"Off!" shouted a utility worker wearing goggles and a full protective suit. Thanks to his careful maneuvering, gas had stopped blowing out of a ruptured line in the ground.
John Aaron, wtop.com
SPRINGFIELD, Va. – A live demonstration of an all-too-common emergency left visitors to “Pipetown” with an important lesson.
“Off!” shouted a utility worker wearing goggles and a full protective suit. Thanks to his careful maneuvering, gas had stopped blowing out of a ruptured line in the ground.
Firefighters who were standing by assessed the situation before getting back on their engine and driving off. It was a big relief for an embarrassed “homeowner,” who had simply been digging a hole for a plant before finding herself in the middle of an emergency.
The drill at the Washington Gas training facility known as “Pipetown” in Springfield, Va., showcased how the utility works with fire crews, like the one from Fairfax County that was on hand, to keep residents safe. But it also had a more important message: most of these incidents can be avoided.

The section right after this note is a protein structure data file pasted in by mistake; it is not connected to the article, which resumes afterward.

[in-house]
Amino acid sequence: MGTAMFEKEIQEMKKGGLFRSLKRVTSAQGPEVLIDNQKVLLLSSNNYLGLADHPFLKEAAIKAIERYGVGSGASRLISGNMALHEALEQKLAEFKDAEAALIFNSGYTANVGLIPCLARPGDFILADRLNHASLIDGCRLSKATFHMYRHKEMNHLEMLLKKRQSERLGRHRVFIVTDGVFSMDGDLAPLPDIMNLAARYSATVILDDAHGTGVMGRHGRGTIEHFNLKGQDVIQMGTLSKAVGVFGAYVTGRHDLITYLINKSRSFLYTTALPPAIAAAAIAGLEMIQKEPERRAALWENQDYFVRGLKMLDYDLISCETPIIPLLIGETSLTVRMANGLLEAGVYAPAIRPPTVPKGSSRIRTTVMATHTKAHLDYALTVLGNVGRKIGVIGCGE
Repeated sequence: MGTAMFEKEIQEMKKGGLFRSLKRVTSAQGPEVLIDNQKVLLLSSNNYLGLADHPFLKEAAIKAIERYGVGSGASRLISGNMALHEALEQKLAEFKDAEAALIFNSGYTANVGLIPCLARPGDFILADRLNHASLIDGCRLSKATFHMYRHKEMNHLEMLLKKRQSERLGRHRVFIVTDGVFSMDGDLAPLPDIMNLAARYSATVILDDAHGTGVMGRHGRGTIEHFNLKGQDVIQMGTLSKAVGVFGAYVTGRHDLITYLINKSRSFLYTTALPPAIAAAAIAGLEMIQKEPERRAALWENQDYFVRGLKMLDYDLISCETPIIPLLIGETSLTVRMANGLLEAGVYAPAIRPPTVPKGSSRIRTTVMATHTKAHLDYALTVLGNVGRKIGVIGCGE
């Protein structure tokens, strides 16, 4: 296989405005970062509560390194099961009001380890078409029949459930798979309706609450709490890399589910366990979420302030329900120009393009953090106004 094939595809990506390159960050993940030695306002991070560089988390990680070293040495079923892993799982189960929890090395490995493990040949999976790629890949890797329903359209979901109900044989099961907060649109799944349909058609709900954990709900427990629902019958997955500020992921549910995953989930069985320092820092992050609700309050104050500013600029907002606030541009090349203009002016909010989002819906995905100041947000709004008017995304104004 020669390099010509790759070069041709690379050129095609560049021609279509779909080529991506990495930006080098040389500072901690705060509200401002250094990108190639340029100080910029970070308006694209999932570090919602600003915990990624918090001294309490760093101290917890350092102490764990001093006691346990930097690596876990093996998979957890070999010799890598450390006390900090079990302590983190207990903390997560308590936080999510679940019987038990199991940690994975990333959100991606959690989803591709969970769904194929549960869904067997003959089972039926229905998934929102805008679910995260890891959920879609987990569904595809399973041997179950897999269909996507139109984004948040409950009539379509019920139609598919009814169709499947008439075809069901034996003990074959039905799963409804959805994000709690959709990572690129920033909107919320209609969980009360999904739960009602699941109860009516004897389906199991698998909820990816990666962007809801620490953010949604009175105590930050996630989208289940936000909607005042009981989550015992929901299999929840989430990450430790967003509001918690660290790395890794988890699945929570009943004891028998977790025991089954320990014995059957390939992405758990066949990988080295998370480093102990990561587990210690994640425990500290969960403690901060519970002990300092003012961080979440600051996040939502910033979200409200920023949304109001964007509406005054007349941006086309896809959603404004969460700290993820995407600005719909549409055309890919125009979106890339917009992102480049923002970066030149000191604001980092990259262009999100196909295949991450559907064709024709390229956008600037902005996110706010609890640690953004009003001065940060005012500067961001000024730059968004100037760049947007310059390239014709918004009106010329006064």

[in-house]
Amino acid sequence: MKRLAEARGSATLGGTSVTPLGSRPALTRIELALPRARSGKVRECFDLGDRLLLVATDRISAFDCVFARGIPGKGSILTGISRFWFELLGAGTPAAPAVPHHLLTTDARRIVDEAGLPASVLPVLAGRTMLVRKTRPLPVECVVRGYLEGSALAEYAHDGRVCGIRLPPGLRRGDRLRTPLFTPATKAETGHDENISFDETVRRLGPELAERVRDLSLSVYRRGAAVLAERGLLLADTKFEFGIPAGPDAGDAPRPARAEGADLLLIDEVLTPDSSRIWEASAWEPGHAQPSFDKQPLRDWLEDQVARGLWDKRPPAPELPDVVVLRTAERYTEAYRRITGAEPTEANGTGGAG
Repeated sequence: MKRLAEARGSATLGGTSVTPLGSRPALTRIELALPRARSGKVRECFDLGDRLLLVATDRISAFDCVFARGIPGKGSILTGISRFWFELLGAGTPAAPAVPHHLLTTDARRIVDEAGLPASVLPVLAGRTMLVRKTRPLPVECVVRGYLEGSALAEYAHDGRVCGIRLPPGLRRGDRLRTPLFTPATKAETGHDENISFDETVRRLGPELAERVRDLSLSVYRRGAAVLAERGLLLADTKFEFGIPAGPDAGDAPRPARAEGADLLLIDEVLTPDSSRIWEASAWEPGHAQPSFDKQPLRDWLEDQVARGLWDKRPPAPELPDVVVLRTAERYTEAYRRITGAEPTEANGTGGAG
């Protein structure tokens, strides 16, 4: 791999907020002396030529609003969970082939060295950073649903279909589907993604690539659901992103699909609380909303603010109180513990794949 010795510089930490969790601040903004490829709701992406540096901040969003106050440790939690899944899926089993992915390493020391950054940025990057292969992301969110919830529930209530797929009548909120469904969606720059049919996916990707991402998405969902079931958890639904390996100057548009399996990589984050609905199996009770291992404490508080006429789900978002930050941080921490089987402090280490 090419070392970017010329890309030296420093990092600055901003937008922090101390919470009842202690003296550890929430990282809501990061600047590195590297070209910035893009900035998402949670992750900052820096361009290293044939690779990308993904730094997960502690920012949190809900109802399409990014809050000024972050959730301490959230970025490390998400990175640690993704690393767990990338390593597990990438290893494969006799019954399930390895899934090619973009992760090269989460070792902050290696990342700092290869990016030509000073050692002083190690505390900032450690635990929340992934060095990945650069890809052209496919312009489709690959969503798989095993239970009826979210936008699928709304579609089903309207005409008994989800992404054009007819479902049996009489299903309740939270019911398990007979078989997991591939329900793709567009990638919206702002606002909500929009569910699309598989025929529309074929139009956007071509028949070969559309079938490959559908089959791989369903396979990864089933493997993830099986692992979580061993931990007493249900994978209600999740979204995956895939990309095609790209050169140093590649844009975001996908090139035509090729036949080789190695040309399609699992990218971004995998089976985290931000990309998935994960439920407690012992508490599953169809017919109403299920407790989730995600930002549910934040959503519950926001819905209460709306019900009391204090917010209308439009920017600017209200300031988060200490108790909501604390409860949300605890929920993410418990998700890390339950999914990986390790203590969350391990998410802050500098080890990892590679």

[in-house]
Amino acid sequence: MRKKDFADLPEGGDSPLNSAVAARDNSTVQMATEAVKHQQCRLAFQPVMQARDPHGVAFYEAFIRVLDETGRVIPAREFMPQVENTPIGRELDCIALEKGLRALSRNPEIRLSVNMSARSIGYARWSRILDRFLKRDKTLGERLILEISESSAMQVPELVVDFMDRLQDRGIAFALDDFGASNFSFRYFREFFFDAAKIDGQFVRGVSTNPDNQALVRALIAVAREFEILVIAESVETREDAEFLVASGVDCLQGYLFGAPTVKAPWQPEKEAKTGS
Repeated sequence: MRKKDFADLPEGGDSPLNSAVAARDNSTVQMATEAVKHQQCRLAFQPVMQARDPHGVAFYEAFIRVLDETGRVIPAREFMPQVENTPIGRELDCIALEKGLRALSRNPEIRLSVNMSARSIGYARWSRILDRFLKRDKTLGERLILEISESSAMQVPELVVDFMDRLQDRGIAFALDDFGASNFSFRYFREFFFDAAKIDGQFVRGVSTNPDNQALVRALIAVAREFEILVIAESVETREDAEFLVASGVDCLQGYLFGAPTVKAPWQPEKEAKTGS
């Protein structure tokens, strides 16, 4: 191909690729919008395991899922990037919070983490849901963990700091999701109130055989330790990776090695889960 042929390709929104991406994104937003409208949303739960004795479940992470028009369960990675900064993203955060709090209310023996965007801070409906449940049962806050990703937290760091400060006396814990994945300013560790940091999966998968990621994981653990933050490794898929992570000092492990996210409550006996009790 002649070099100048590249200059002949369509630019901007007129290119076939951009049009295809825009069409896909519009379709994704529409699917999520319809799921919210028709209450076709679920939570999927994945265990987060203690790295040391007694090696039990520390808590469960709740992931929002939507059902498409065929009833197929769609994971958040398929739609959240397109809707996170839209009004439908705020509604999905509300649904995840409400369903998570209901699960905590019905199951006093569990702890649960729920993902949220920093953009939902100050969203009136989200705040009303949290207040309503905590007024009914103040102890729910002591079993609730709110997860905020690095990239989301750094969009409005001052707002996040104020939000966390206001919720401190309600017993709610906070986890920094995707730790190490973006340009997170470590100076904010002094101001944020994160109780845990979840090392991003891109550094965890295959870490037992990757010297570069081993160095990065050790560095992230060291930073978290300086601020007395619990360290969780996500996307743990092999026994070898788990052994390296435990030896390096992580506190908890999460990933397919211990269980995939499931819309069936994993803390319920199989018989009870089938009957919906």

The live demonstration was part of an effort to raise awareness about safe digging and the need to dial 811. This weekend marks the 5-year anniversary of the nationwide 811 program.
“We’d like 811 to be as well-known as 911,” says Cynthia Quarterman, administrator of the Department of Transportation’s Pipeline and Hazardous Materials Safety Administration. “On average, about 20 deaths a year are associated with pipelines and a third of those are the result of people not calling 811.”
After calling 811, within two business days a worker will come out and mark off any underground utilities with spray paint.
“Red is power, orange is communications – either cable TV or telephone – blue is water, yellow is gas and green is sewer,” says Scott Brown, manager of Damage Prevention at Washington Gas, adding that digging should be done 24 inches from any colored lines.
He says Washington Gas, which serves Maryland, Virginia and the District, responds to about 600 incidents per year. Pipeline safety has gained national attention since a 2010 explosion in San Bruno, Ca., killed eight people.
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